“RECKON is an addictive read, slipping along at a mesmerizing clip, darkly rich in atmosphere and character definition. Looking into the mental and emotional machinations of our main characters is fascinating and terrifying. RECKON is also pessimistic, perfectly painting the life of those enslaved by drugs, mental-illness or their own devices.”
Burn the Evidence by Keith Nixon
by Sandra Mangan | Crime Fiction Lover
“Nixon spends much of the book building up the tension, layering on the detail and developing the narrative – to such an extent that I was wondering whether we were going to be left hanging. The final reveal comes very late in proceedings and in something of a rush, with vital information bombarding you from all sides, so keep your wits about you.”
A Brutal Bunch of Broken Heared Saps by Nick Kolakowski
by Jochem Vandersteen | Sons of Space
“This isn’t a novella, it’s a Tarantino movie in prose…”
The Savage by Frank Bill
by Elizabeth White | Editing & Reviews
“The story that author Frank Bill unfurls from that point is an authorial masterclass in mixing horror with beauty, vengeance with grace, despair with hope. The Savage is an unflinching look at one possible result of the deepening gulf between the haves and have-nots, of what could happen when those being continually marginalized and pushed into bleak existences from which they see no escape finally say enough is enough.”
Wrestling Maniacs edited by Adam Howe
by Ben Lelievre | Dead End Follies
“So, it is good? Pretty much, yeah. It’ll be a little difficult to understand if you’re unfamiliar with the concepts of pro wrestling, but who never watched am episode of Raw here, huh? WHO?”
Writer Types Episdoe 12
hosted Eric Beetner and S.W. Lauden
Turns out bribery works as I appear on the podcast for a few minutes.
“Our year end wrap up with book picks from a whole host of reviewers and interviews with authors Zoe Sharp, Matthew Fitzsimmons, Sheena Kamal and Chuck Caruso. Best Reads of 2017 from a few of our favorite reviewers including Kate Malmon, Dan Malmon, Craig Sisterson. Keir Graff, Erica Ruth Neubauer, David Nemeth and Benoît Lelièvre.”
hosted by Tom Pitts
Welcome writer – director Jeremy Rush, who’s debut feature Wheelman is rockin’ Netflix around the world. The “Wheelman” is the debut film for writer/director JEREMY RUSH, and currently has an 88% favorability rating on Rotten Tomatoes. In this tense thriller, Grillo portrays a getaway driver who is double crossed, and suddenly has to protect his family from retribution. The film’s scenes takes place mostly in the vehicles that the WHEELMAN drives – similar to the movie “Locke” from 2013 – and features Grillo at his action star best.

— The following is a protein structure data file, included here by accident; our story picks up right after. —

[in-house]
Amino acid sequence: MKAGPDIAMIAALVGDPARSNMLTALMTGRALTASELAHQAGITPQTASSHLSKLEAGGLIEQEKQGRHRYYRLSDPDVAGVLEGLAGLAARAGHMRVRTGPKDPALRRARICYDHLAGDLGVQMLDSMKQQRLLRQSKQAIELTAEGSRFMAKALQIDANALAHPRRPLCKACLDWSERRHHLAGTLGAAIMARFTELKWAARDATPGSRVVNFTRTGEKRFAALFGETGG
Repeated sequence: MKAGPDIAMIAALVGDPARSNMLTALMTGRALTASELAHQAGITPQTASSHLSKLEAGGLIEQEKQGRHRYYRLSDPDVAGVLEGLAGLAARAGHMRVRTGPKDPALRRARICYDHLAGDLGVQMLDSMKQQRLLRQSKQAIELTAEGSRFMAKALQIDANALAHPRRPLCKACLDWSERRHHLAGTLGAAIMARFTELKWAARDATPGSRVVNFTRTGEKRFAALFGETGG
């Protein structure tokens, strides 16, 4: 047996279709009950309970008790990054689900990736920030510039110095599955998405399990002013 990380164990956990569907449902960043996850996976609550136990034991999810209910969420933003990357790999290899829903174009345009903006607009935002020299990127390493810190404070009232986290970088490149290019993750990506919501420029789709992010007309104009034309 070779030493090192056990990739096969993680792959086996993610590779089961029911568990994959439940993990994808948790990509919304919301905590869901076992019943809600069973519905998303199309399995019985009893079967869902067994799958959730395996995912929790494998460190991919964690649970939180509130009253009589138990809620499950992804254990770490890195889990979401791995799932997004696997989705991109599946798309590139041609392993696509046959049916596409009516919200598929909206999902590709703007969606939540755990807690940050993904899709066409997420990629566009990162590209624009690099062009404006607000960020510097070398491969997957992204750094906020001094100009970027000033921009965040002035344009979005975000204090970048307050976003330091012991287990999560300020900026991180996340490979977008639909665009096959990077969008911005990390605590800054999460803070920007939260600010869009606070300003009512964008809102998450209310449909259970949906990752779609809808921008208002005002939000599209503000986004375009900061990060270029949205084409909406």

Crime Friction Episode One
hosted by Jay Stringer and Chantelle Aimée Osman
In the first episode, Chantelle and Jay are joined by NYT bestselling author Reed Farrel Coleman, to talk about pet peeves, craft, and meeting Elmore Leonard in an airport.
Two Crime Writers and a Microphone: Episode 51
hosted by Luca Veste and Steve Cavanaugh
“They’re back! The two crime writers return for a new season (or series) of all brand new episodes. First up, it’s time for the Bad Sex award special. Celebrating the best examples of bad sex scenes in fiction for the past year, as voted for by the Literary Review. Expect explicit shared extracts, much giggling, and strange things to think about during certain “acts”. Also, the two discuss what they’ve been up to (and failing at) in the month they had off!”
Wrong Place, Write Crime: Episode 10
“In which Steve discusses being a punk rock drummer, his new Greg Salem novel HANG TIME, his Anthony-nominated novella CROSSWISE, the “Writer Types” podcast he co-hosts with Eric Beetner, discovering Kurt Vonnegut, and he draws comparisons between the punk rock scene of his youth and the indie book scene of today… and more”
The Incident Report is now available as a weekly newsletter.